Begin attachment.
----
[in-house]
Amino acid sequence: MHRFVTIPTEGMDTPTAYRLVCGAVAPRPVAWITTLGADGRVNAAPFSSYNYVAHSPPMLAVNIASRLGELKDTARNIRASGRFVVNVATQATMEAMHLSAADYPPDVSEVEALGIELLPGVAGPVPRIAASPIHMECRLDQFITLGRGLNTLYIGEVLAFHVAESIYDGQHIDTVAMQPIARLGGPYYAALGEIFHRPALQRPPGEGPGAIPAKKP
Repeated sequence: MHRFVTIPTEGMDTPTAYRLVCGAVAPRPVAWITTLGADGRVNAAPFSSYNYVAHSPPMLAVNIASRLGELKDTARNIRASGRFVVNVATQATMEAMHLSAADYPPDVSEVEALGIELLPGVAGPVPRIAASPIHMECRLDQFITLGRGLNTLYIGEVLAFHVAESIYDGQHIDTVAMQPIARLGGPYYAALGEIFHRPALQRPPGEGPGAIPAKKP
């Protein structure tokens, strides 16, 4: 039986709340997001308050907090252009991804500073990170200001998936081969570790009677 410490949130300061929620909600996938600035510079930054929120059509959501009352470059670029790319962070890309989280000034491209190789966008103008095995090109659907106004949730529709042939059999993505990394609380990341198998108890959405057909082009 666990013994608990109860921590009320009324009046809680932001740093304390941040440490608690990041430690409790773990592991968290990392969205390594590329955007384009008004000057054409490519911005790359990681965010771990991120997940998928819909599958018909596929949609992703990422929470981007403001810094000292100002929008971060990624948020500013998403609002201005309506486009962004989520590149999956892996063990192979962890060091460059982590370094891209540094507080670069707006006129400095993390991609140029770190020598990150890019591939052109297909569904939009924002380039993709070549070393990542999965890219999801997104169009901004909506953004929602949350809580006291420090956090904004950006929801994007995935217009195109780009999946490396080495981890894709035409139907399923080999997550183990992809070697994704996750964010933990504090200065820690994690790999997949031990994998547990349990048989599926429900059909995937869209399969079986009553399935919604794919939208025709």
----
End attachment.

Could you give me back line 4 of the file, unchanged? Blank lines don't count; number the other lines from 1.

């Protein structure tokens, strides 16, 4: 039986709340997001308050907090252009991804500073990170200001998936081969570790009677 410490949130300061929620909600996938600035510079930054929120059509959501009352470059670029790319962070890309989280000034491209190789966008103008095995090109659907106004949730529709042939059999993505990394609380990341198998108890959405057909082009 666990013994608990109860921590009320009324009046809680932001740093304390941040440490608690990041430690409790773990592991968290990392969205390594590329955007384009008004000057054409490519911005790359990681965010771990991120997940998928819909599958018909596929949609992703990422929470981007403001810094000292100002929008971060990624948020500013998403609002201005309506486009962004989520590149999956892996063990192979962890060091460059982590370094891209540094507080670069707006006129400095993390991609140029770190020598990150890019591939052109297909569904939009924002380039993709070549070393990542999965890219999801997104169009901004909506953004929602949350809580006291420090956090904004950006929801994007995935217009195109780009999946490396080495981890894709035409139907399923080999997550183990992809070697994704996750964010933990504090200065820690994690790999997949031990994998547990349990048989599926429900059909995937869209399969079986009553399935919604794919939208025709």